Virtual reality games helping UK deaf children understand speech | Deafness and hearing loss.

Scientists have recruited an unusual ally in their efforts to help children overcome profound deafness. They are using computer games to improve children’s ability to locate sounds and understand speech.

The project is known as Bears – for Both Ears – and is aimed at young people who have had twin cochlear implants fitted because they were born with little or no hearing.

“These are children who are profoundly deaf,” said audio engineer Lorenzo Picinali, a project scientist at Imperial College London. “They require significant interventions to restore their hearing and we have found that computer games can make them much more effective.”

In one game, a player, wearing a virtual reality headset, operates a food stand and earns points for each order that is completed. The pace quickens and the player receives increasingly elaborate requests from cartoon characters. These are shot at them faster and faster from different directions. At the same time, background noises become louder and more confusing. “It is very challenging, but the game improves the child’s ability to locate sounds and that, in turn, helps them understand speech,” Picinali added.

“Our research has shown that the better you localize a sound (by pinpointing the location of a noise), the better you will also understand what someone is telling you. Your speech becomes clearer in noisy situations.

“By using computer games we can help a person improve their ability to localize sound and, in the process, understand speech.”

All kinds of factors affect how a person picks up sounds, Picinali added, including the size of their head or the shape of their ears.

Other innovations developed at Imperial include a computer game in which children aim at targets that become increasingly faint until they can only be identified by acoustic signals. Others require players to use pitch differences to aim at targets that emit sound.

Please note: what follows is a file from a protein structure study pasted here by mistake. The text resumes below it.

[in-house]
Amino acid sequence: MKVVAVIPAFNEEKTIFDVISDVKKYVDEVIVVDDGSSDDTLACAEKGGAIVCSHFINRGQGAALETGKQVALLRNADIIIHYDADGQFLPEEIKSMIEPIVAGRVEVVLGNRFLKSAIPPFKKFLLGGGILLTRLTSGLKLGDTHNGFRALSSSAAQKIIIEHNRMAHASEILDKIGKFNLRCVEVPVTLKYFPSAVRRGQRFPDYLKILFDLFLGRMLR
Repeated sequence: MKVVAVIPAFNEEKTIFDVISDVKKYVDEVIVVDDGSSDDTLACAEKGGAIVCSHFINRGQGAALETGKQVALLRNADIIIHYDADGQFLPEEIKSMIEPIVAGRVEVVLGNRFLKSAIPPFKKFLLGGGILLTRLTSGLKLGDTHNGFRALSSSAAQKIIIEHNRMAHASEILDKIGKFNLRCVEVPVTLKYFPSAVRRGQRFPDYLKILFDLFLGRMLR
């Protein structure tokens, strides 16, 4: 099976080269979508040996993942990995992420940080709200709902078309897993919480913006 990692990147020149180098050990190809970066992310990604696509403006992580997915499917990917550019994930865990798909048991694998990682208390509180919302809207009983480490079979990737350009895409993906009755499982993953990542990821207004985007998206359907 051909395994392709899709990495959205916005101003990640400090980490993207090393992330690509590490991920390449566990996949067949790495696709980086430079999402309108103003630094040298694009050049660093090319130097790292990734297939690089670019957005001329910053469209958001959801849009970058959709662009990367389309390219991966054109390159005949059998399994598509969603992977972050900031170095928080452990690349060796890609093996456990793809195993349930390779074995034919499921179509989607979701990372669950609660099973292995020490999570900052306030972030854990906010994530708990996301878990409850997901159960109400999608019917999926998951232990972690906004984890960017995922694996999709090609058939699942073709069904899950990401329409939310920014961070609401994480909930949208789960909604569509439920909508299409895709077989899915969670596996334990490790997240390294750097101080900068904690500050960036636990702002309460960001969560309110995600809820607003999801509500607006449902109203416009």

“The crucial point is that children with implants participated in the design of the games,” Picinali said. “They have played a key role in the development of the project from the beginning.”

Unlike hearing aids, which simply amplify sounds and are therefore of little use to profoundly deaf children, cochlear implants (placed in the skull behind the ears) convert air vibrations into signals. electrical signals that can be transmitted to the brain, where they are transmitted. They are experienced as sound.

However, these signals are often confusing and disorienting and can cause users to receive highly distorted sounds. Locating sounds and hearing conversations in noisy places is still very difficult to understand with a cochlear implant, and some users find that they simply cannot adapt to the sounds they produce.

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“An implant is a lifesaver for profoundly deaf children, but it is not easy to get used to them,” said Picinali. “We needed to find ways to make it easier for them to understand the signals being sent to their brains, and training with computer games should make a vital difference. “What we’re doing is helping them remap their auditory systems.”

There are around 6,500 children in the UK who are profoundly deaf and for whom a cochlea implant is the only hope of regaining their hearing. With the help of the comprehensive clinical trials unit at University College London, the project, led by Debi Vickers from the University of Cambridge and Dan Jiang from Guy’s and St Thomas’ Hospital, London, will recruit more than 300 young people with hearing difficulties and It will be completed in about 18 months.

It is hoped that the final result will not only help children with cochlear implants, but could also significantly improve the hearing of all deaf children, around 50,000 in the UK.

“All kinds of different causes can lead to severe deafness in children, from genetics to accidents and infections,” added Katarina Poole, another member of the Imperial team. “This could make a big difference in the lives of thousands of children.”

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